On Being Brought from Africa to America

by Phillis Wheatley

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Explain how Phillips Wheatley’s rhyming and use of meter create emphasis on certain words and, in turn, themes. Cite evidence from the text to support your answer.

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In Phillis Wheatley's poem "On Being Brought from Africa to America," a somewhat surprising argument is laid out with a logical rigor characteristic of the Enlightenment, in the space of a mere eight lines of iambic pentameter. In the first line, the words "mercy" and "pagan" are stressed, both by their positions and by their being the only words that are not monosyllabic. The contrast is underscored by the opposition of "benighted" and "understand" in the next line.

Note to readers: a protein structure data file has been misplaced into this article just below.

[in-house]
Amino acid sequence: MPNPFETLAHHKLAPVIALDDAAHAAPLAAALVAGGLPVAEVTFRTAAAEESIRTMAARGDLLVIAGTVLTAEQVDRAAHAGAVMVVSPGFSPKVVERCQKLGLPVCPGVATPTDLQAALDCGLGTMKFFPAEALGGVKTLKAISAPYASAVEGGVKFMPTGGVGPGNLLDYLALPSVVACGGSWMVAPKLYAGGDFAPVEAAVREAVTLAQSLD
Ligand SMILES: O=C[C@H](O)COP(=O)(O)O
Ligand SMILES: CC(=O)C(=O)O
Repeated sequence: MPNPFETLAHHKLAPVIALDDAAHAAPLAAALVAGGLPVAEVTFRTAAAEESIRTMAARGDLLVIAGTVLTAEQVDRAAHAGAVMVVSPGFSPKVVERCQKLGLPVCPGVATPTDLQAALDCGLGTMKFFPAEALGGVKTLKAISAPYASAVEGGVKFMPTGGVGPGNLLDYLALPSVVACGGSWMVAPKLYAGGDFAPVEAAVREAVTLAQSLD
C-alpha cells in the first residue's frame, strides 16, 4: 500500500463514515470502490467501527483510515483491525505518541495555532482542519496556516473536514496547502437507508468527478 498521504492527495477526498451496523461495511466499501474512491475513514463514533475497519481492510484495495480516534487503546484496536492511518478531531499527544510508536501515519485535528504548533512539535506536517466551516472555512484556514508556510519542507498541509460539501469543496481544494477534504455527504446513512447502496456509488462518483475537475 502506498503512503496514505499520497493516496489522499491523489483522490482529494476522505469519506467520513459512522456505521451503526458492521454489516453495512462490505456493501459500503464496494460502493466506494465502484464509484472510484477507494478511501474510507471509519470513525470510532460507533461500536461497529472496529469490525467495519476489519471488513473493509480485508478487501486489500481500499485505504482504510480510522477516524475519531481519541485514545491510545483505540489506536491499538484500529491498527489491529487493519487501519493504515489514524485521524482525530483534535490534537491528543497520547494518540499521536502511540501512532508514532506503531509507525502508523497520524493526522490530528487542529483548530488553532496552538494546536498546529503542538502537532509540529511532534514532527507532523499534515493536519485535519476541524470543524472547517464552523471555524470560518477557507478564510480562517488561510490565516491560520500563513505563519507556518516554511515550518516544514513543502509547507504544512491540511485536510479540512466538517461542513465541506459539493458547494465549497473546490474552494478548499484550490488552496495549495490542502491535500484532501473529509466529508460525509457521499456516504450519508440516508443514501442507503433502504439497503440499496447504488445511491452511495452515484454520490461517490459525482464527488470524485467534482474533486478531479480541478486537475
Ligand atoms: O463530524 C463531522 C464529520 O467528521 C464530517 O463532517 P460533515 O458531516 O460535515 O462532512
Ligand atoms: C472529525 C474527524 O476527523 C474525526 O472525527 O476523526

The polysyllabic "redemption" is likewise emphasized by the unusual sentence structure, which places it directly after the pronoun. In the final couplet, the biblical Cain is rhymed with the "angelic train." This ends the series of contrasts between Wheatley's past and her future and between the blackness others see and the redemption of which she now feels assured. The smooth confident lines and simple full rhymes lend weight to the argument.

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